(This post was originally published on February 11, 2017)
“Gourmets are thick on the ground in Provence, and pearls of wisdom have sometimes come from the most unlikely sources. We were getting used to the fact that the French are as passionate about food as other nationalities are about sport and politics, but even so it came as a surprise to hear Monsieur Bagnols, the floor cleaner, handicapping three-star restaurants” ― Peter Mayle, A Year in Provence.
Thus begins a passage from Peter Mayle’s famous book A Year in Provence which I read a few years back. Later, after watching a movie based on A Good Year, another novel by Peter Mayle, I promptly stashed the idea of a trip to Provence into my “bucket list”.
Provence has, for years, piqued my imagination with visions of intense blue skies, red- roofed hilltop villages, lush hillsides and fields covered with sunflowers, wild lavender, rosemary, thyme, and terraced vineyards. The luminosity of the sky and the brilliant colors have inspired countless artists including Van Gogh, Matisse, Picasso, Renoir and Cézanne.
Food and wine play a central part of life in all of France, but in Provence, they are indeed a passion. The hallowed ingredients of Mediterranean cooking are prominent in Provence and almost always include olive oil, wine, tomatoes, and garlic. A gourmand will inevitably add local treasures such as truffles, saffron, saucisson (sausage), cheeses and honey. While historically known for light, drinkable rosé wines from the wine regions of Tavel and Bandol, Provence also makes classic red wines: Cotes du Rhone, Vacqueyras, Gigondas, and Chateauneuf-du-Pape. How could any food lover not want to experience the region’s glorious cuisine and the earthly pleasures of Provençal life?
My friend Michel owns an historic vacation house in the commune of Sablet, located in the heart of the southern Rhone Valley which is in the Vaucluse region of Provence.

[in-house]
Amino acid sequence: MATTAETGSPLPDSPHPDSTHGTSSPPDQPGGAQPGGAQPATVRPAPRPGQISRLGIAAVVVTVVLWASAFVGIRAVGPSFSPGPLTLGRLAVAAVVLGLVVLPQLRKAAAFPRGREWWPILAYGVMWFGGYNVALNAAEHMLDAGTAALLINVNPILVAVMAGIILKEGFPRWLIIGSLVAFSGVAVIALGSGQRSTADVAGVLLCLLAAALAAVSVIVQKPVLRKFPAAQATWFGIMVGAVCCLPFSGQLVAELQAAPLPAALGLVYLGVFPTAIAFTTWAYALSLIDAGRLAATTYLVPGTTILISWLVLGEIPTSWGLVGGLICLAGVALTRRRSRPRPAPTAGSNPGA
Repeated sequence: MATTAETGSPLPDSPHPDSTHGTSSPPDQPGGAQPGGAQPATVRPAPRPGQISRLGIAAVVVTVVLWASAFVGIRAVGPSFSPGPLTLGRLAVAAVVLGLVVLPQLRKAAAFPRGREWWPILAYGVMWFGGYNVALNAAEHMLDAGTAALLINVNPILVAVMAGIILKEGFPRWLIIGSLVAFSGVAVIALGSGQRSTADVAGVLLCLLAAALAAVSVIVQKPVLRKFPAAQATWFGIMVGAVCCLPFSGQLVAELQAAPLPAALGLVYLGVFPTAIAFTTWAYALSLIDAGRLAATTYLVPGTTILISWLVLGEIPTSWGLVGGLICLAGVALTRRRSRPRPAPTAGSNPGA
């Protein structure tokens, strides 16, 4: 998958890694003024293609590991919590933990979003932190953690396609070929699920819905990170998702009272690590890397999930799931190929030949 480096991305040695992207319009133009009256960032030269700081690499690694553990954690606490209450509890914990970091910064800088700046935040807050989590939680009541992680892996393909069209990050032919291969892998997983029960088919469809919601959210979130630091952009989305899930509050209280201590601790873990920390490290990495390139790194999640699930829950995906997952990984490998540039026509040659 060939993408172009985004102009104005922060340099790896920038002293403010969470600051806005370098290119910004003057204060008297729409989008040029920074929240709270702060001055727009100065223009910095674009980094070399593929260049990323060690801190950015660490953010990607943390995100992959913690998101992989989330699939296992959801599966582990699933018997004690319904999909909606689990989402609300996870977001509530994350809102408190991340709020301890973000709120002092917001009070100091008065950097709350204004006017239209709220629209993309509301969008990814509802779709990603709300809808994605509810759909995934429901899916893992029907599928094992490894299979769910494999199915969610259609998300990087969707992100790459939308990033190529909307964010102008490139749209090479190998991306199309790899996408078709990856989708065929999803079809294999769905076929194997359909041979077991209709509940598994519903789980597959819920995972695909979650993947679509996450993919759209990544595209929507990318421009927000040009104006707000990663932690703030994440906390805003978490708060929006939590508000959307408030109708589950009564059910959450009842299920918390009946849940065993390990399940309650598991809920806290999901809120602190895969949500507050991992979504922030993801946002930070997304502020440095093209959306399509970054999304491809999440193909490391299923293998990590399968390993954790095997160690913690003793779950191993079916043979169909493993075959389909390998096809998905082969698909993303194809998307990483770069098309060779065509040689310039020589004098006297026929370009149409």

Over a delightfully lengthy lunch, he told me all about Sablet and his house. The deal clincher – his house is only eight minutes to Gigondas or 20 minutes to Chateaneuf-du-Pape. By the time lunch was finished, I was mentally packing my bags.
Sablet is a small, medieval village still fortified with many of its 14th -century ramparts and towers. The houses are huddled around the bell tower of the 12th century St. Nazaire church.
Cobble-stoned passageways are so narrow you can easily imagine parishioners in a donkey cart riding up to the church – certainly no cars could fit. The lanes coil around the town and are often sheltered by stone beams and adorned with flower boxes.
Michel’s house is located in the center of the village, just down the street from the church. It was built in the 17th century to house travelers and pilgrims who came to worship in the church.
The interior of Michel’s house has been renovated for contemporary living, but still retains its medieval character and charm.
In early April, we motored down to Sablet from Lyon with friends who spent the week with us. As we entered town, the wind started to come in from the Rhone Valley. A local UK expat told us that it is called a Mistral, and when it blows from the south, there is usually rain. Peter Mayle declared that a Mistral “would blow the ears off of a donkey” and we quickly learned to appreciate the house’s solid stone walls that were almost a yard thick in some places. The next morning, the beginning of our first full day in Provence, the sun was shining brightly and the impossibly blue skies were clear in spite of the Mistral. A good omen.
Without planning to do so, we settled into a daily breakfast rhythm that obliged the earliest riser to walk down to the boulangerie (bakery) and pick up a bag of warm croissants.
There are few things that can surpass the pleasure of beginning your day with a warm butter croissant and fresh hot coffee. Some French prefer to dunk their croissant in their coffee, but I don’t. Croissants need to be flaky layers, not soggy pulps. The more crumbs and flakes left on the table and on your clothes, the better. There are some serious arguments among connoisseurs about how many croissants are sufficient for one breakfast. I settled on two. One is barely enough to prime your taste buds while three regretfully borders on piggishness.
If my first day in Provence was any example, this was going to be a grand adventure.
*Asterisked images are courtesy of Michel Augsburger